In the process of researching material on women in immigration detention, we became aware of how inadequately such services met their own limited stated aims, let alone wider standards of justice and due process. Detainees and advocates described experiences which, measured against the published Immigration Detention Standards, revealed large gaps between the rhetoric and what was happening.
The two damning official reports of July 2005 on major flaws in detention and deportation services confirmed these findings. The Palmer report had wider coverage than the equally devastating critique by the Australian National Audit Office (ANAO) of the Department of Immigration and Multicultural and Indigenous Affairs (DIMIA) management but both clearly criticised the system and the way it was applied. Presumably it was his awareness of their imminent tabling that induced the Prime Minister in late June to agree to some of the demands of dissident Liberals, particularly moving families with children out of detention facilities.
Thanks to Scratch
Why did the Government act this time when similar issues were raised over twelve months ago by the Human Rights and Equal Opportunity Commission (HREOC) in their report on children in detention? This earlier report and others had been scathing about the risks to children in detention centres so the PM’s belated action needs to be welcomed with caution. The current action indicates the PM has little concern for detainees or the findings of Government instrumentalities but a visceral reaction to media criticism and back bench pressure. The responses are also seriously limited as the PM has not approved any major policy changes, just facilitated the wider use of ministerial discretion. The much criticised system survives, with minor changes perhaps, and, no doubt, new detainees will start to fill up the centres again.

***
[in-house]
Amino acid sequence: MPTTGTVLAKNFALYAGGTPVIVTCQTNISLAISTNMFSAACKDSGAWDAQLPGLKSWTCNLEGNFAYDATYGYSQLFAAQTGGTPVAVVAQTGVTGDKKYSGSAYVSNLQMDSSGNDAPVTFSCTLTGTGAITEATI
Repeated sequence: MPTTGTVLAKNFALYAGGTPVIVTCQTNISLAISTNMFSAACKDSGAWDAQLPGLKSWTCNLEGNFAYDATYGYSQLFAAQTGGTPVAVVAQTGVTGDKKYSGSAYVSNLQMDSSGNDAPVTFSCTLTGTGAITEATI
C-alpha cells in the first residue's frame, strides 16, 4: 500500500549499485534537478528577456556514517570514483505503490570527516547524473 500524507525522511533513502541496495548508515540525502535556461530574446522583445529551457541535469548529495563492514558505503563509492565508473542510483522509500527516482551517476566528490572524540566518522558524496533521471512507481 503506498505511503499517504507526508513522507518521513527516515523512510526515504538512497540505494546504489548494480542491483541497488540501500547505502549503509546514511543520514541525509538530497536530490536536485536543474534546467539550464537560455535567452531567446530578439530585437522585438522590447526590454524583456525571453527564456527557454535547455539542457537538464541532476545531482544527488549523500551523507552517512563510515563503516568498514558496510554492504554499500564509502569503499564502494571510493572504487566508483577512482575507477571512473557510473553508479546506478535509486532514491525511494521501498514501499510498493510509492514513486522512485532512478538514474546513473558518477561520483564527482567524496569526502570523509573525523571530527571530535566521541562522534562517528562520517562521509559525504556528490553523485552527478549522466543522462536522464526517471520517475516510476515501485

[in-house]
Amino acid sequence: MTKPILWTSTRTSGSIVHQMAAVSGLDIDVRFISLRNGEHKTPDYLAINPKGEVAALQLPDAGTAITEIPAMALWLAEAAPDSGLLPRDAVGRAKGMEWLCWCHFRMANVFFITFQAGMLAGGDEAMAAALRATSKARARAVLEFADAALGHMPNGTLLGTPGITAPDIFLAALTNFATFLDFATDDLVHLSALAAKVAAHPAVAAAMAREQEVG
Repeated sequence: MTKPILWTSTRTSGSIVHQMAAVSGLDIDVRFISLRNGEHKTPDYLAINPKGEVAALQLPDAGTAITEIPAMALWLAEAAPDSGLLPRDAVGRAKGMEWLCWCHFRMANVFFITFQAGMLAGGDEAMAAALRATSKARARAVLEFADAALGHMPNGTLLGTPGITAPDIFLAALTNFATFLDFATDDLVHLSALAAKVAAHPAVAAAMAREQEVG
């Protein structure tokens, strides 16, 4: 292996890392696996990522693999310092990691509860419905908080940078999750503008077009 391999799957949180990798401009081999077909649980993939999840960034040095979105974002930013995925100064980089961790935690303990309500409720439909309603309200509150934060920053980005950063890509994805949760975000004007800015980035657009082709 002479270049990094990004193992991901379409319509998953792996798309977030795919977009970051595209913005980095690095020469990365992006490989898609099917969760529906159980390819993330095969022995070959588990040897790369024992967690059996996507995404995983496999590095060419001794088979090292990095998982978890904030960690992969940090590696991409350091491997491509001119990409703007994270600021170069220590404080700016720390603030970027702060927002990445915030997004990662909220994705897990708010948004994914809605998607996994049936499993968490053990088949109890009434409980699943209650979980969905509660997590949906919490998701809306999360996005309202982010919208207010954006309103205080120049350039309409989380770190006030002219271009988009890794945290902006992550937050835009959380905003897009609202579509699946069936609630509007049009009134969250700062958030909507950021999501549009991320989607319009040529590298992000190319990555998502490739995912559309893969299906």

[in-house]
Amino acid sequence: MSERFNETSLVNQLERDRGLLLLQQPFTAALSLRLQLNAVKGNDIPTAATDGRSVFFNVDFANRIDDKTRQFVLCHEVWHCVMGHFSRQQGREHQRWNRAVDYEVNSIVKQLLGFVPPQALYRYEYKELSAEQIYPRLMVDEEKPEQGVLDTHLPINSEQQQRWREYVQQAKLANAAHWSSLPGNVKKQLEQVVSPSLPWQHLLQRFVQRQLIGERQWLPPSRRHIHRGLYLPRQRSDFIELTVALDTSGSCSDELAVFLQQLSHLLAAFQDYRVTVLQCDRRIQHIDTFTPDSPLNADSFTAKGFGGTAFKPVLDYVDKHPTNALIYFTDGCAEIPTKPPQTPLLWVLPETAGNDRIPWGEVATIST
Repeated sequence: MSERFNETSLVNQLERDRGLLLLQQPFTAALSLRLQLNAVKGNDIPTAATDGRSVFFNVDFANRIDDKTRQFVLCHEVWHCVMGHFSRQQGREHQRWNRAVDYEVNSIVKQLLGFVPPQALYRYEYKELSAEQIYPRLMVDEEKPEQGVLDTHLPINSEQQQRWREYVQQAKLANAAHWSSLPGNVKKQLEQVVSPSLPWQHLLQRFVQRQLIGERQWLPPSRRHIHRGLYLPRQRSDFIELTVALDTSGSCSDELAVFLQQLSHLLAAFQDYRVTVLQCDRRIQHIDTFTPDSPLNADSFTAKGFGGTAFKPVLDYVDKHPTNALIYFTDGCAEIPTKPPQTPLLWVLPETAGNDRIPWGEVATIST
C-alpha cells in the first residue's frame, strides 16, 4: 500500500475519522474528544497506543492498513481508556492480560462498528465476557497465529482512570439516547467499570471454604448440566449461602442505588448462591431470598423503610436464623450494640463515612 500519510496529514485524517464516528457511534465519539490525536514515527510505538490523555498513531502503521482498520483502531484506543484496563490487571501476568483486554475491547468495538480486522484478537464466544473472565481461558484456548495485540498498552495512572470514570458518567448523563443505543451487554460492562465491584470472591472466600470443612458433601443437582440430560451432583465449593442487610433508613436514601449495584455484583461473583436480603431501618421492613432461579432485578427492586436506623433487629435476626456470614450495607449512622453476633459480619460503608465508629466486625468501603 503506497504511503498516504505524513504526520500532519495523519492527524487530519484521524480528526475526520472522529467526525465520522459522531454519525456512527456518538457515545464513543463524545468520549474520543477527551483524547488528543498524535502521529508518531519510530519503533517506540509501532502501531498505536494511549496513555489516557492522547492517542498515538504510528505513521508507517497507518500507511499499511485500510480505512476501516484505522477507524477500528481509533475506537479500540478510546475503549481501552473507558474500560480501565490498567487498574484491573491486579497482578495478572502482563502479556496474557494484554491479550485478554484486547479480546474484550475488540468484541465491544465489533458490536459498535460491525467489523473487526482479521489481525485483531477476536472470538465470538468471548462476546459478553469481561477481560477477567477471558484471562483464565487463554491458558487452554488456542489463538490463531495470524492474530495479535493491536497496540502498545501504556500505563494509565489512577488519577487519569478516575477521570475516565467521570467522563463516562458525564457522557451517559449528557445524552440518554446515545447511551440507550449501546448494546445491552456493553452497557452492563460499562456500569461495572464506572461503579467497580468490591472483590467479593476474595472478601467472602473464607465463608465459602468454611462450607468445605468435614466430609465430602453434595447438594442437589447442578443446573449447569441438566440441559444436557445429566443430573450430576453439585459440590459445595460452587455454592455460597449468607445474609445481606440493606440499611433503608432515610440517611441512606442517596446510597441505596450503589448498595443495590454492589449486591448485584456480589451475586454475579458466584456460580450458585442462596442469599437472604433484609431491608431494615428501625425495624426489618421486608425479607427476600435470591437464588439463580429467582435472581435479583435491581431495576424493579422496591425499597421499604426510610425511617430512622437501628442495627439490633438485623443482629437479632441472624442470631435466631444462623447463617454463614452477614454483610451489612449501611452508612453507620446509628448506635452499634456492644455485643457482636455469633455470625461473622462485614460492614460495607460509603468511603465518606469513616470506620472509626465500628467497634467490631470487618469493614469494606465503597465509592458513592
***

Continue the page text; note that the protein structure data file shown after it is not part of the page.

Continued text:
Reading the reports and our own analysis suggests that there are two major problems demanding attention: the lack of effective outside scrutiny and the inadequacy of the standard setting, the contract with Global Solutions Ltd and its enforcement. The continuing problems make it obvious that the limited proposals for change offered by Palmer and the ANAO are unlikely to fix the system because they were not asked to propose policy changes so did not do so.
We would prefer to see the facilities closed but as this is not likely to happen, those enduring detention/deportation processes need to be subject to external scrutiny and competent forms of independent decision making. This requires opening up a closed system that has been shown to put detainees and deportees at unacceptable risks of abuse. Therefore, our first recommendation is that a range of the decisions made about detention, isolation and deportation must be transferred to Federal magistrates and not left with DIMIA officials.
Only the courts should have the power to deprive people of their liberty, deport them or subject them to forms of segregation. Other types of public servants, however well trained and willing, should not have the power to imprison and deport people. This type of provision mirrors other scrutiny such as that for involuntary mental patients and would set procedures for the proposed actions that deprive people of basic human rights. So magistrates should decide on deportations, where safety or identity is an issue, incarceration where identity is not clear, long term behaviour management regimes and other major decisions with legal representation where required and publicly reported.